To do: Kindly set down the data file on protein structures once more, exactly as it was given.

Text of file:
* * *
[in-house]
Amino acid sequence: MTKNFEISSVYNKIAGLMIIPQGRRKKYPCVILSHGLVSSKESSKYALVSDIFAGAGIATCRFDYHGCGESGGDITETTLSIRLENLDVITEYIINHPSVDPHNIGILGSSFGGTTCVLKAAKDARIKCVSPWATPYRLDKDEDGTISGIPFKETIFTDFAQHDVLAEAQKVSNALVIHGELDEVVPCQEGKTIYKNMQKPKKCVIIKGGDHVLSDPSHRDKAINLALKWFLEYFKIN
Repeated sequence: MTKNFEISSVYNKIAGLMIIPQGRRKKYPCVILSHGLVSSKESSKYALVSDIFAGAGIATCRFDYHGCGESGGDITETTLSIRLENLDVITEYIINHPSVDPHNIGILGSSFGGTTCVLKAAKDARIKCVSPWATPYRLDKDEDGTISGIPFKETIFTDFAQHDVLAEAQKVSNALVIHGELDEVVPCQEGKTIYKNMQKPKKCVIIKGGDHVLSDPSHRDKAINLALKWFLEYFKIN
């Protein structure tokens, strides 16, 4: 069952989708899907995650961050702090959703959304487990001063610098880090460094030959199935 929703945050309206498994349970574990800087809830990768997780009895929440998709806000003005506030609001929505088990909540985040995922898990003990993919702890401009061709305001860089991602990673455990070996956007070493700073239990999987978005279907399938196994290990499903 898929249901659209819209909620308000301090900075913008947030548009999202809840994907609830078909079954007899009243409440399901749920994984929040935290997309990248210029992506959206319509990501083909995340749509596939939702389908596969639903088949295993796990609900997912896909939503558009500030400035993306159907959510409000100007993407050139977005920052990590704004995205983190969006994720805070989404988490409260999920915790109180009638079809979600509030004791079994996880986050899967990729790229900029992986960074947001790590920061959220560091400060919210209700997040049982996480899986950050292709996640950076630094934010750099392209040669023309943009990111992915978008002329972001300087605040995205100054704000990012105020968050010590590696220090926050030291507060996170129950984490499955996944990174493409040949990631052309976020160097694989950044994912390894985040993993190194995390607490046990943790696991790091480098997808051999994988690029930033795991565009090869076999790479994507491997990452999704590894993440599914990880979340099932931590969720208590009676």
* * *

[in-house]
Amino acid sequence: MTKNFEISSVYNKIAGLMIIPQGRRKKYPCVILSHGLVSSKESSKYALVSDIFAGAGIATCRFDYHGCGESGGDITETTLSIRLENLDVITEYIINHPSVDPHNIGILGSSFGGTTCVLKAAKDARIKCVSPWATPYRLDKDEDGTISGIPFKETIFTDFAQHDVLAEAQKVSNALVIHGELDEVVPCQEGKTIYKNMQKPKKCVIIKGGDHVLSDPSHRDKAINLALKWFLEYFKIN
Repeated sequence: MTKNFEISSVYNKIAGLMIIPQGRRKKYPCVILSHGLVSSKESSKYALVSDIFAGAGIATCRFDYHGCGESGGDITETTLSIRLENLDVITEYIINHPSVDPHNIGILGSSFGGTTCVLKAAKDARIKCVSPWATPYRLDKDEDGTISGIPFKETIFTDFAQHDVLAEAQKVSNALVIHGELDEVVPCQEGKTIYKNMQKPKKCVIIKGGDHVLSDPSHRDKAINLALKWFLEYFKIN
């Protein structure tokens, strides 16, 4: 069952989708899907995650961050702090959703959304487990001063610098880090460094030959199935 929703945050309206498994349970574990800087809830990768997780009895929440998709806000003005506030609001929505088990909540985040995922898990003990993919702890401009061709305001860089991602990673455990070996956007070493700073239990999987978005279907399938196994290990499903 898929249901659209819209909620308000301090900075913008947030548009999202809840994907609830078909079954007899009243409440399901749920994984929040935290997309990248210029992506959206319509990501083909995340749509596939939702389908596969639903088949295993796990609900997912896909939503558009500030400035993306159907959510409000100007993407050139977005920052990590704004995205983190969006994720805070989404988490409260999920915790109180009638079809979600509030004791079994996880986050899967990729790229900029992986960074947001790590920061959220560091400060919210209700997040049982996480899986950050292709996640950076630094934010750099392209040669023309943009990111992915978008002329972001300087605040995205100054704000990012105020968050010590590696220090926050030291507060996170129950984490499955996944990174493409040949990631052309976020160097694989950044994912390894985040993993190194995390607490046990943790696991790091480098997808051999994988690029930033795991565009090869076999790479994507491997990452999704590894993440599914990880979340099932931590969720208590009676």